There are many reasons to why you might want to decompile an application after it’s been compiled. Compiling C# code “just” translates it into MS IL. The compiler of course does some magic and tweaks the code as much as possible. There’s no metadata stored after compilation which means that comments and such will not be available in the IL output.
The following image illustrates what happens when we compile something, we put the C# code into a basket and tell the compiler to give us a binary of this which is sort of a black box at the moment. We know that whenever we want to use this black box we have something behind the curtain that knows how to open it and use it properly (read: CLR).
Let’s consider a basic variable instantiation and an equality check, when this is compiled it will output something partially readable. To me the output is readable but that’s just because I have a weird love for IL. When this basic snippet was compiled using LINQPad it generated some IL which you can see below.
Imagine that you got a DLL from an old co-worker and the code is long gone but you need to make some changes to the code. What do you do? One option is to mimic the functionality if the application is not too big and create it from scratch but that is just cumbersome. Instead what we want to do is something like you can see illustrated below; we want to go back from IL to C#!
So how do we do this? By using a decompiler!
As I tend to do this quite often to understand how libraries work that I have no control over, I have tried some different tools for just this cause. Let’s take a look at four of the most common ones on the market. Don’t worry, there’s both free versions and paid ones out there!
The first one that we’re looking at is a product from the Just* family created by Telerik. I do like the products from Telerik so this one should be quite interesting!
JustDecompile is completely free and available for download over at Teleriks website. One thing that I didn’t like thought was the installer, generally Telerik’s installers are pretty nice, but I don’t like being “guided” to install other stuff than what I’ve asked for.
Below is a screenshot of the installer and as you can see it advices you to install a lot of trials for other Telerik products.
After selecting only to install JustDecompile the installation will only take up 36MB. You’ll also need to create a Telerik account if you don’t already have one which can also be a hassle, but it’s free so why not!
I’ve setup a project that has the same variable declarations and the equality check from above and then compiled and opened the executable in JustDecompile. The result is quite similar to the original source as you can see in the following image.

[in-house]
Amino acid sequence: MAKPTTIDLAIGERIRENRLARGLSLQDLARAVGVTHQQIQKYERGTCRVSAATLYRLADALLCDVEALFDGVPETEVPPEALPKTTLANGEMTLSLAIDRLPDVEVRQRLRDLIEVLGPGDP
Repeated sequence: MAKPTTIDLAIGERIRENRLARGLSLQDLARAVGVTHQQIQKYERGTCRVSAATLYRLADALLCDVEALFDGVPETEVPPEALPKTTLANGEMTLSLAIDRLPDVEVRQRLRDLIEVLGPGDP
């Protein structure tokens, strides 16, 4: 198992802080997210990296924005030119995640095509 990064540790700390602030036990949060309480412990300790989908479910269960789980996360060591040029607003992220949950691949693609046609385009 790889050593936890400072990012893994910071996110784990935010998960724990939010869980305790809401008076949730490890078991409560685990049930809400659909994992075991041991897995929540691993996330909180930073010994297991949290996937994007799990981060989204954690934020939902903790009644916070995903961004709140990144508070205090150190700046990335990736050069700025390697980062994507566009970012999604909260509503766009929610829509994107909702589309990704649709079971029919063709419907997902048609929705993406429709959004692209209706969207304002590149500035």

We can also select to show the result as IL instead of C# code!
There are a couple of things that I didn’t find straight forward using JustDecompile.
- It’s free!
- It’s fast!
- The UI is beautiful
- It looks easy
- Does what it should (partially)
- There’s a button for creating a project, I expected it to be able to export my binary to a complete VS Solution but it’s grayed out and there’s no tooltip on why that is so.
- Showing the source as VB instead of C# shows nothing at all, shouldn’t matter if the original code was C# or not.
Even though there are some cons; would I recommend you using it? Of course! If you haven’t installed it already go ahead and do so! It can only become better if more people support it and give them suggestions. There’s even a suggestion button where you can submit requests.
This one is interesting, ILSpy is an open source assembly browser and decompiler for .NET Applications! This means that if you don’t like what it does or if you have feature suggestions, “you can just” provide the fix yourself! The tool itself is equal to what JustDecompile offers but the installation process is much easier. You simply grab the binaries or source from the ILSpy website and unzip it wherever you want it!
I simply performed the same process as I did with JustDecompile; I started ILSpy and opened up my executable but this is where it gets interesting. The code that it decompiles to looks Exactly like the code that I wrote in Visual Studio as you can see in the following image.
Decompiling to VB also works right out of the box, this tool has what it takes!
Now to the more interesting feature; Can we save/export this to a C# Project?
By the looks of it there’s a “Save Code” action in the File menu, selecting the assembly and then pressing ctrl+s or the “Save Code” action actually lets us save a csproj file! If you open up the location in your file explorer you will see that it actually generated a project file and the code file!
I think we’ve looked enough at ILSpy to write up a pros and cons!
- Free as in free beer!
- Open-Source, do I need to say more?
- All features seem to work as they should
- Easy to use interface
- The UI isn’t really that good lookig but it’s functional
- The application seemed to freeze once but it just took a while to analyze a code file, I had to stretch for this one..
There really aren’t many bad parts regarding ILSpy, I like it but if I have to complain about something it’s the UI and that it felt like it froze once. I really recommend trying out ILSpy and looking over the code for it, it’s great for educational purposes and I have co-workers that use it all the time and like it a lot.